They accompanied a research team organised by the Association for the Conservation of Biodiversity in Kazakhstan, which also contained researchers from the Royal Veterinary College, intent on monitoring calving to learn more about saiga ecology.

However, the saiga’s strategy of intense birth effort, compressed in time and space, comes at a cost. This is a time of huge physiological stress for the females, making them prone to disease and birth-related mortality, and the weather is unreliable and calves often die from exposure. Most years, things go well, but the ecological history of saigas is littered with mass mortalities from disease in the calving season. In fact, the reason why the student from the Royal Veterinary College was out monitoring calves was because of a large die-off in the calving area of another population only a few years before.

But nothing prepared us, or the camera crew, for what transpired in 2015. As they gathered to give birth, an increasing number of females became weak and uncoordinated, dying in a matter of hours. Soon a vast area stretching over hundreds of kilometres was littered with corpses. The calves followed soon after; within any given aggregation of tens of thousands of animals, it appeared that every single animal died over a period of a few days.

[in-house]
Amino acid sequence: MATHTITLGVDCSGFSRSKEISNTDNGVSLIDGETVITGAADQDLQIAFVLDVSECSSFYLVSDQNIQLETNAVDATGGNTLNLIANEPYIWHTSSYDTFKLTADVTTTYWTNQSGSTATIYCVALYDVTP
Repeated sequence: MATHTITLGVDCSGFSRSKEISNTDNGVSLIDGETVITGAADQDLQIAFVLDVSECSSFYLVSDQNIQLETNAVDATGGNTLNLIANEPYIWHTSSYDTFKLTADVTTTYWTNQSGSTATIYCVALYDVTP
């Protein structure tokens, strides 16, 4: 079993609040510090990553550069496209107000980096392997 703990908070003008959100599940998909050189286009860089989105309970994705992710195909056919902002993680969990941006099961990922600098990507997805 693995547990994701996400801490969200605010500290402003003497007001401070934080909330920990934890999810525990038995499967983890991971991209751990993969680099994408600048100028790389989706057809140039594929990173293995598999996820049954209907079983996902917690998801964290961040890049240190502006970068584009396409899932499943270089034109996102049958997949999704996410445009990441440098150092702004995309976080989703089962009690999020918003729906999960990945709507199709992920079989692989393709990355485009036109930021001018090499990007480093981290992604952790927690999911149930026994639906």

This mass die-off was a terrible tragedy. It sparked a worldwide search for answers, some more outlandish than others – aliens were mentioned on social media a few times.

As saiga scientists, we had mixed feelings; both a sense of personal devastation for the species which we care about, and curiosity to solve a fascinating scientific puzzle. What possible mechanism was there which could kill apparently all the individuals in a herd so very quickly? This is not how infectious disease normally works; infections spread through populations over time, and apart from anything else it is not in the parasite’s interest to wipe out its entire host population.

This pointed to some non-infectious route; perhaps an environmental toxin or weather abnormality? But what kind of consistent environmental factor could affect so many animals almost simultaneously over a huge area (168,000 km²; bigger than England and Wales combined), in an environment that is naturally variable in weather and vegetation at this time of year?

Thanks to a grant from the UK government’s NERC Urgency Fund, together with generous donations from conservation charities and from individuals worldwide, we quickly got to work to form an international, interdisciplinary team to study the disease and its causes.

Led by Richard Kock at the Royal Veterinary College, with colleagues from the Kazakh government’s Research Institute for Biological Safety Problems and the Association for the Conservation of Biodiversity in Kazakhstan, the universities of Oxford and Bristol, the UN’s Food and Agriculture Organisation, and other institutions, we include ecologists, rangeland scientists, vets and spatial modellers. We sent a team into the field to collect samples from the environment and dead and dying saigas within a week of the first individuals starting to die.